6. I really enjoyed this post, and think this is an important issue, especially for academics — thanks Erin!

    I'm currently in my second year as an Asst. Prof. in the humanities, and I hear this kind of talk all the time (e.g., “if I take a break, I won't get all my work done”, “I don't deserve a break”, or, worse yet, “I can't believe you're taking a vacation — aren't you serious about your work?!”).

    When I was in graduate school, I made a point to take a vacation *every year* — and not just a go-somewhere-else-but-take-all-my-grading-with-me vacation, but a leave-all-work-behind vacation. My first year, I went to Australia for 10 days (my boyfriend at the time was living there, so that was an easy one; my second visit included a couple of shorter visits to see my best friend who had moved to Chicago; my third year was a week-long trip to Puerto Rico with that same friend; next was two weeks in San Diego, Vegas, and San Francisco (same friend); and finally, a two-week camping trip with my boyfriend the year I was finishing my dissertation (my best friend was living in China at the time, so we couldn't travel together).

    I can't tell you how much slack I got from the graduate students, who not only couldn't believe that I took vacations, but were floored that I didn't study all weekend and actually took at least two nights a week to go out and do something fun (not just out-for-dinner fun, but a full-on night out). I also took crap from my advisor, who thought I was using up precious writing time by going camping only four months before my dissertation needed to be in (I had a post-doc waiting for me, luckily). But, I said, I needed a break. They all told me that I wasn't serious, etc., etc., blah blah blah.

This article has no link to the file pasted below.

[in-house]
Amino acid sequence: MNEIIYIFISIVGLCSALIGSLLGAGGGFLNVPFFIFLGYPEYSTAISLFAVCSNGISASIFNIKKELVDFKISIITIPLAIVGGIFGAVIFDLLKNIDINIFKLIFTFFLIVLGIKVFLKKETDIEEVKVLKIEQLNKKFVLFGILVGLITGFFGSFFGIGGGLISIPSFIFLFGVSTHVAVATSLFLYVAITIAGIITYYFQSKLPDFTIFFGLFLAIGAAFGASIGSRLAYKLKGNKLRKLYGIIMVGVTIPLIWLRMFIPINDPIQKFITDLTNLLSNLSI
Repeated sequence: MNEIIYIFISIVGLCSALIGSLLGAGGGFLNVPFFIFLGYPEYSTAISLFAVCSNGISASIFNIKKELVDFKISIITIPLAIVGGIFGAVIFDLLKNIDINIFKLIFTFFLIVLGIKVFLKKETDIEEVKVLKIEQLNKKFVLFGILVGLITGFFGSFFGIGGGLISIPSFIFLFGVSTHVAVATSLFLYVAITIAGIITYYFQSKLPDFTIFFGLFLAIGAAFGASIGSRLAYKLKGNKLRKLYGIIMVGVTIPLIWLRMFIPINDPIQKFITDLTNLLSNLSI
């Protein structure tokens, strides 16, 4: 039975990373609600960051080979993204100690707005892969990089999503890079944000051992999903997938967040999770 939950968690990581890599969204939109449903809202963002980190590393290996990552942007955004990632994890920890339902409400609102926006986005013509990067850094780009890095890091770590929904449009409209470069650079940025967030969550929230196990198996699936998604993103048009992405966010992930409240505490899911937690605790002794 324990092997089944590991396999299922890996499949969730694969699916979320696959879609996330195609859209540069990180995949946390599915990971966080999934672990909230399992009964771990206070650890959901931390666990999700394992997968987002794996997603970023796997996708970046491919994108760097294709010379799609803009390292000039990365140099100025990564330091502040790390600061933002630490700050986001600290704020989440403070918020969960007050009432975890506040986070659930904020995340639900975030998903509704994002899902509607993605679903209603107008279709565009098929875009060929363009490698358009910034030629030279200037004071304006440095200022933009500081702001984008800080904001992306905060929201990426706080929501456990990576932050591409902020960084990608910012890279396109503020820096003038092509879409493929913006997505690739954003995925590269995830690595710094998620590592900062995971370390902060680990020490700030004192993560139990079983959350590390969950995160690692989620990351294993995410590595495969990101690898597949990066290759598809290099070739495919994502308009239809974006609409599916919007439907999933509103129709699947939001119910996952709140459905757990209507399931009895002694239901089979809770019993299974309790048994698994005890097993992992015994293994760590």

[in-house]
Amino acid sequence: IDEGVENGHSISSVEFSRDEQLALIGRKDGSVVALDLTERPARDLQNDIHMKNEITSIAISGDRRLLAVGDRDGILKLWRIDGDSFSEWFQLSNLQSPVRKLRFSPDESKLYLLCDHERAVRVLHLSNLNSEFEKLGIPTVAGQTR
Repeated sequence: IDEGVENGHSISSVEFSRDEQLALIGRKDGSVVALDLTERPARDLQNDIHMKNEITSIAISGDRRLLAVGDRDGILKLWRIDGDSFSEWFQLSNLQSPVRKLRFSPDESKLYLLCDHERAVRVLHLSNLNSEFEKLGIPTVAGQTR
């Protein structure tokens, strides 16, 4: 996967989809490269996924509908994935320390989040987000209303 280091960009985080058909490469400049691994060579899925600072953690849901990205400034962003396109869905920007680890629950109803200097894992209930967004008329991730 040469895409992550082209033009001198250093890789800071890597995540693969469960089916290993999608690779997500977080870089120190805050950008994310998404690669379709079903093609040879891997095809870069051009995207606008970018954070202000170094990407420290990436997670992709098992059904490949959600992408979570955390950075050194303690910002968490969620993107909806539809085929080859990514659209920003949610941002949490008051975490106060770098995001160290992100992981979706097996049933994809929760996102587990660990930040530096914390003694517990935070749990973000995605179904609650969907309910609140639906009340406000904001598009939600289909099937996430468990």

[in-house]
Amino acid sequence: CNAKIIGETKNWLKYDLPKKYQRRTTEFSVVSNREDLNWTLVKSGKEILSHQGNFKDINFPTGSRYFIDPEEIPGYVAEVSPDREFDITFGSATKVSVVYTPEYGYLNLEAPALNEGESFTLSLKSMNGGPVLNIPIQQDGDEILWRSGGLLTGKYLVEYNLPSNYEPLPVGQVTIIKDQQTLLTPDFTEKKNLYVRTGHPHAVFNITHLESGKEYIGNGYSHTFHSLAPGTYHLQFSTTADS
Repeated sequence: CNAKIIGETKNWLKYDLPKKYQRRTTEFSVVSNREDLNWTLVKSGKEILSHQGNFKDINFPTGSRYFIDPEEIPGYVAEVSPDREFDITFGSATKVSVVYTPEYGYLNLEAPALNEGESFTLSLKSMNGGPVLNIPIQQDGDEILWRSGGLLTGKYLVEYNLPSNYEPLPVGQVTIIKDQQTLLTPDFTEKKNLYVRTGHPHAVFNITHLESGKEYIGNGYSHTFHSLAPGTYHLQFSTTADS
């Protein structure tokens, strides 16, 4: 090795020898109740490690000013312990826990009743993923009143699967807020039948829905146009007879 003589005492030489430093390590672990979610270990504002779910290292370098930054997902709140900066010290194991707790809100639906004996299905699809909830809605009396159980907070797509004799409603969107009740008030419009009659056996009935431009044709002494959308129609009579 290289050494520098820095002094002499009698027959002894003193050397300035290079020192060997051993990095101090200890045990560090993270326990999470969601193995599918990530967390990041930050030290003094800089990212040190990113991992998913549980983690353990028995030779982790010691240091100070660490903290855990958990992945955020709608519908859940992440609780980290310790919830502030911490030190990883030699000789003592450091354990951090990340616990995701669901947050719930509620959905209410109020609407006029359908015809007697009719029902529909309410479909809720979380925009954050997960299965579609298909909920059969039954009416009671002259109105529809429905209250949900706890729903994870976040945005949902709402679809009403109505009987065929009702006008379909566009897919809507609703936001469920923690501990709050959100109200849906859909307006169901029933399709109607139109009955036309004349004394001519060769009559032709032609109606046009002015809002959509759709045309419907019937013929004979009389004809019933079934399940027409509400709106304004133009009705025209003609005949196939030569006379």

But here's what I find interesting: there was one (and I think only one) other graduate student in my program who had the same mentality as I did. He took large blocks of time off over the summer to do other interesting things, and seemed to confine his work to the weekdays for the most part. And, he was also told that he wasn't all that serious. Yet, the two of us finished our PhDs faster than anyone in our program had in YEARS… AND we did it under the supervision of one of – if not THE – toughest advisers in our program.

    I learned a lot from this, and now that I'm even busier (!) in my TT job, I am adamant about taking a break — a real break (this year was carnival in Venice with my best friend). It helps immensely to have a good friend who is NOT an academic, and who expects a trip with me every year (though who is flexible enough to let my schedule dictate when it will be). Not surprisingly, I've taken some crap about it again (this time from colleagues), but I've stood my ground and explained to them that my productivity is due in large part to taking a break every year. They're starting to come around… (Though I have to justify it in terms of being more productive… sigh.)